Showing posts from June, 2013

Colyer on Torrance: the error of dualism

Elmer Colyer In How to Read T.F. Torrance, Elmer Colyer addresses what theologian Tom Torrance says about two forms of dualism that, unfortunately, shape the theology of many Christians: Torrance believes that the church has had to struggle repeatedly with the problem of dualism.... Dualism connotes the division of reality into two incompatible or independent domains. Torrance's repudiation of cosmological and epistemological dualism is decisive for grasping his understanding of the mediation of Christ...(pp57-8). Cosmological dualism This form of dualism asserts a disconnection between God and the world (cosmos) - an idea that arose in the early church out of Greco-Roman philosophy. It then emerged in the middle ages based on a Newtonian cosmology, yielding a deistic view of God. Sadly, this dualism remains common in our time (think of Bette Midler singing about the God who is "watching us from a distance"). Those holding this viewpoint tend to dismiss as merely

On journey with Jesus

Jesus' disciplemaking pathway [Updated on 1/20/2018] When viewed through the lens of an incarnational Trinitarian theology, Scripture shows us that, by God's grace, all humanity is  on  journey with Jesus . Those who follow the Spirit as disciples of Jesus journey from non-believer, to believer, to worker (and some to leader) who actively participate with Jesus in what he is doing to fulfill the Father's mission to the world. This journey with Jesus, which originated in the Father's heart before creation, was acted out in Israel's experience under the Old Covenant. It then came to fullness under the New Covenant in the union  forged between God and humanity through Jesus' life, death, resurrection and ascension, and the sending of the Holy Spirit. As a result of who Jesus is (the union of God and humanity), and what he accomplished as our representative, all humanity has been included in God's love and life---God, in Christ, has reconciled himsel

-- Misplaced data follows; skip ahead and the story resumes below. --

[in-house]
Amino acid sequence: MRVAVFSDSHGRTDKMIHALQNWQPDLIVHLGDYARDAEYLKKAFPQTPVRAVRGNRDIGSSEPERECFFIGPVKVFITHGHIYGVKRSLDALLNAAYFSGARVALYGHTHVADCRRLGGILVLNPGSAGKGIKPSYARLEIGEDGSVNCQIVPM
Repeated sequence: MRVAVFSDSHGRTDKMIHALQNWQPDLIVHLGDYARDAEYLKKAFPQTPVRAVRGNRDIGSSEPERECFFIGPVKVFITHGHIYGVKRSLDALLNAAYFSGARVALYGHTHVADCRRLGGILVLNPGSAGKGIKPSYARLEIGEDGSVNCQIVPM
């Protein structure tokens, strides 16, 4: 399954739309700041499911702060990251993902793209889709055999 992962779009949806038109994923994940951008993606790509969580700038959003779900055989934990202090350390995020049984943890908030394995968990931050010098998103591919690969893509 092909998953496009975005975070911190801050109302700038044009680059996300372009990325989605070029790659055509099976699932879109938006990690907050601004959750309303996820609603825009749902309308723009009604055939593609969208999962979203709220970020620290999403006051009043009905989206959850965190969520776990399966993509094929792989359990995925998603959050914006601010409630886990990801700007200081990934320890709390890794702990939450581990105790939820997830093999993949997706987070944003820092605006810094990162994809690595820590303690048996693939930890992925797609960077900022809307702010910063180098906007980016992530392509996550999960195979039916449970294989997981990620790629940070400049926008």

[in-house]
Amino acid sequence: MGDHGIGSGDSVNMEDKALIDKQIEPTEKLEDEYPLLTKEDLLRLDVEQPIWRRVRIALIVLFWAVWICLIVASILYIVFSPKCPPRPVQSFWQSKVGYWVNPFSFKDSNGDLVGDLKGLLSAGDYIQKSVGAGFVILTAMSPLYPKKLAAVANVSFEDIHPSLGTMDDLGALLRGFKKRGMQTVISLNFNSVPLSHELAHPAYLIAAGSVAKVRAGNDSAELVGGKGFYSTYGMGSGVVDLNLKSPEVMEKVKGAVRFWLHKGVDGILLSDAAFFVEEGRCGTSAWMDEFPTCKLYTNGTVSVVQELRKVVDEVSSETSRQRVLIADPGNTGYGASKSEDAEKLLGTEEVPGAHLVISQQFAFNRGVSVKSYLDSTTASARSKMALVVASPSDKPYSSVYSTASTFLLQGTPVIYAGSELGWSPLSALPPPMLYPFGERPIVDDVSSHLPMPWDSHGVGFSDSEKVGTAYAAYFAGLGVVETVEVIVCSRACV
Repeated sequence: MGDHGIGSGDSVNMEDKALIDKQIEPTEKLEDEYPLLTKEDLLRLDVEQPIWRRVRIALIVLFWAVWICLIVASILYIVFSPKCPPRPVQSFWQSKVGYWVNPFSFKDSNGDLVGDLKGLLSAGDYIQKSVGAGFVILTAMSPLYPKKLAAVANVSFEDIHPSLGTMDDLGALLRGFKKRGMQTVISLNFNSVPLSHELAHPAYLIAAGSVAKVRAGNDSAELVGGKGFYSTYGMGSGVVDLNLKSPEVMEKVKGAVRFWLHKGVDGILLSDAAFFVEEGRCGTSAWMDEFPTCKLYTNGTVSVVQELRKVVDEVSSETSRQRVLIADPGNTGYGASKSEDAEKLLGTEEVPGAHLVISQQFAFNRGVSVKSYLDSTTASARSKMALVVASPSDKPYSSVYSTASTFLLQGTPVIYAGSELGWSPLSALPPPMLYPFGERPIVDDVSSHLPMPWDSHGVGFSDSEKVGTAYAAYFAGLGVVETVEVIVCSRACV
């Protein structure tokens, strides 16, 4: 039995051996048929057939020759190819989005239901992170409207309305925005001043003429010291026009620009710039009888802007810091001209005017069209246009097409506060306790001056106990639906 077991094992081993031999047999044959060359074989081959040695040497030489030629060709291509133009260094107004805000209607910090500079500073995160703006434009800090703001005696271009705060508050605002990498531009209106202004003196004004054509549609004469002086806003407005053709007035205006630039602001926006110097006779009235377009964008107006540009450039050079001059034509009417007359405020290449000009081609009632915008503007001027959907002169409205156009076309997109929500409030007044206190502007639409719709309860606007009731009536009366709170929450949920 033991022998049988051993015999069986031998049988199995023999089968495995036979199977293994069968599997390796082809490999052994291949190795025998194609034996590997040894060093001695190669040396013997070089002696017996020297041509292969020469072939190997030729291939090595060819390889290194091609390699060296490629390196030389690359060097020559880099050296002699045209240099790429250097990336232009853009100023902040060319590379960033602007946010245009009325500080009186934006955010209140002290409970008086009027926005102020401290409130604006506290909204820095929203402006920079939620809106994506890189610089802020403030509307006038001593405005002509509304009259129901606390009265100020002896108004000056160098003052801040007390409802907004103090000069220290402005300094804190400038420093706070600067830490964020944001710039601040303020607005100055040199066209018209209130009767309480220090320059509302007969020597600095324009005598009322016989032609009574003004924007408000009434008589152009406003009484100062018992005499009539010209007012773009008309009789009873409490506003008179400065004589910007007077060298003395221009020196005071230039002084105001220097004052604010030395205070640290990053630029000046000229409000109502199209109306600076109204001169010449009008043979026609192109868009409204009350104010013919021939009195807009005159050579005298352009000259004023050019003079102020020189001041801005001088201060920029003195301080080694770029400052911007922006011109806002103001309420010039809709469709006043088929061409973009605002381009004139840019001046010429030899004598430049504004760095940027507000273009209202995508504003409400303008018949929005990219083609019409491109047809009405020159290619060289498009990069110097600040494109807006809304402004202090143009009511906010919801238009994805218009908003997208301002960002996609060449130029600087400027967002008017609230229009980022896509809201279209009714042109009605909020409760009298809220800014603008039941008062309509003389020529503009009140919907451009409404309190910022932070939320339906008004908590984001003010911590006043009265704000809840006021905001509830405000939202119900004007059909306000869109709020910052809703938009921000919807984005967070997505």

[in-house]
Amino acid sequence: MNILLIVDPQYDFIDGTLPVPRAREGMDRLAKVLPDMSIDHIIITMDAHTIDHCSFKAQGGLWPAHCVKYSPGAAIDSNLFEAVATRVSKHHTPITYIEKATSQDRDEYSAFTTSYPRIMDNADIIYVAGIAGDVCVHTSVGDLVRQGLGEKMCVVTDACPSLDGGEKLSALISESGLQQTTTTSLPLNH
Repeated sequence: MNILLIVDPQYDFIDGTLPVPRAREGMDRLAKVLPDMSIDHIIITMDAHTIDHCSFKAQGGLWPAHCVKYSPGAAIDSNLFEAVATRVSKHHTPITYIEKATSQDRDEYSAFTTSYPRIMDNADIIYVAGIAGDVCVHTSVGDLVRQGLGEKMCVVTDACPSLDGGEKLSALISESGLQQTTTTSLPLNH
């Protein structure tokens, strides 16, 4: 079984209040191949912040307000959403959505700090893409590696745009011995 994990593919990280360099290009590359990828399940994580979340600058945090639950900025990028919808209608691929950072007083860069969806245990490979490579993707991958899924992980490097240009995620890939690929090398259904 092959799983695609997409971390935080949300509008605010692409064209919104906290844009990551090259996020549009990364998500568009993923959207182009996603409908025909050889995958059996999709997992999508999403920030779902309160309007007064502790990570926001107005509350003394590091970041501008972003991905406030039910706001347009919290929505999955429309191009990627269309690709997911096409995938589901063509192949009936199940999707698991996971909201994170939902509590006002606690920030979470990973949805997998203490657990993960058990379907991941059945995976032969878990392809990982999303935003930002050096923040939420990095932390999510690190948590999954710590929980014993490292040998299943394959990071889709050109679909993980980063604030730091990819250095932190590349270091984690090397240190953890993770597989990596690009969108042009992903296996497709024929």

The need for spiritual discernment

A core conviction of our Trinitarian, incarnational faith is that the Father, through his Son, by the power of the Spirit is present and at work in our world. This work is God's mission, which embraces and includes all people everywhere. Scripture then tells us that the Spirit forms, gifts and sends the church to participate with Jesus in God's mission to the world and refers to this participation as "ministry" (meaning "service"). And as noted by Andrew Purves in  The Crucifixion of Ministry , we must put to death any wrong-headed ideas that this service is our own (as in "what we do for Christ"). The truth (which sets us free) is that it is Jesus' ministry--his service to the world, in the power of the Spirit. And how wonderful that the Holy Spirit calls and equips us to take part! Speaking of taking part, Dietrich Bonhoeffer often referred to the ministry of Jesus as "place sharing." He understood that Jesus, through th

C.S. Lewis on Theosis

The video below contains a fascinating 42-minute-long lecture from Myk Habets (pictured at right). Myk teaches in the Carey Graduate School at Carey Baptist College in New Zealand. His lecture is titled, "You Have Never Met a Mere Mortal (what evangelicals can learn from C.S. Lewis's vision of salvation)." Its focus is Lewis' emphasis, following Athanasius and other church fathers, on the sometimes misunderstood (and often overlooked) doctrine of  Theosis,  which views salvation as human participation in the divine life of the Trinity. Enjoy (and rejoice!).